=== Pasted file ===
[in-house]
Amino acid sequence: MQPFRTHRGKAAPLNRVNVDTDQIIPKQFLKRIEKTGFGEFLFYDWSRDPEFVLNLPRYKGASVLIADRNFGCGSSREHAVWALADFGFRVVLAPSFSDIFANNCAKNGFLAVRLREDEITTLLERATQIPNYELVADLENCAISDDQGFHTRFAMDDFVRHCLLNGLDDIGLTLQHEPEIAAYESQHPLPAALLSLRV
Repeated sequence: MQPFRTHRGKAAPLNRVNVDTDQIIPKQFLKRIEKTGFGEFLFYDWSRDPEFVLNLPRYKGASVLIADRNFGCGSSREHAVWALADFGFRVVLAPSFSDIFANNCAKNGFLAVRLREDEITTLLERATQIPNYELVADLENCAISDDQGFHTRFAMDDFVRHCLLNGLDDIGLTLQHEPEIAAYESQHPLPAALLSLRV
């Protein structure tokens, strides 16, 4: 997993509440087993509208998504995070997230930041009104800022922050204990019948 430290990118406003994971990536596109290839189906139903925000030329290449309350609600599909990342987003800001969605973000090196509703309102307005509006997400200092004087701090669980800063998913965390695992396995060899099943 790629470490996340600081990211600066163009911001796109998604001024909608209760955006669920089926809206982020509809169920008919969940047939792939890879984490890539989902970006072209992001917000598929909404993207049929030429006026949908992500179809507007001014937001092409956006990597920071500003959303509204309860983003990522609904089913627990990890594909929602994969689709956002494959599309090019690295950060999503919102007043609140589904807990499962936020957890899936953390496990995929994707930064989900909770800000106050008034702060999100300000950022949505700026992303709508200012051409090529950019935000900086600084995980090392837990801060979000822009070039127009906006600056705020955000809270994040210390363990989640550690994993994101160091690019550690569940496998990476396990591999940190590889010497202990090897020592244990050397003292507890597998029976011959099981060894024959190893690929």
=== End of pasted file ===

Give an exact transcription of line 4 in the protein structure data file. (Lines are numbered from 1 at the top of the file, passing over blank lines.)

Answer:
């Protein structure tokens, strides 16, 4: 997993509440087993509208998504995070997230930041009104800022922050204990019948 430290990118406003994971990536596109290839189906139903925000030329290449309350609600599909990342987003800001969605973000090196509703309102307005509006997400200092004087701090669980800063998913965390695992396995060899099943 790629470490996340600081990211600066163009911001796109998604001024909608209760955006669920089926809206982020509809169920008919969940047939792939890879984490890539989902970006072209992001917000598929909404993207049929030429006026949908992500179809507007001014937001092409956006990597920071500003959303509204309860983003990522609904089913627990990890594909929602994969689709956002494959599309090019690295950060999503919102007043609140589904807990499962936020957890899936953390496990995929994707930064989900909770800000106050008034702060999100300000950022949505700026992303709508200012051409090529950019935000900086600084995980090392837990801060979000822009070039127009906006600056705020955000809270994040210390363990989640550690994993994101160091690019550690569940496998990476396990591999940190590889010497202990090897020592244990050397003292507890597998029976011959099981060894024959190893690929």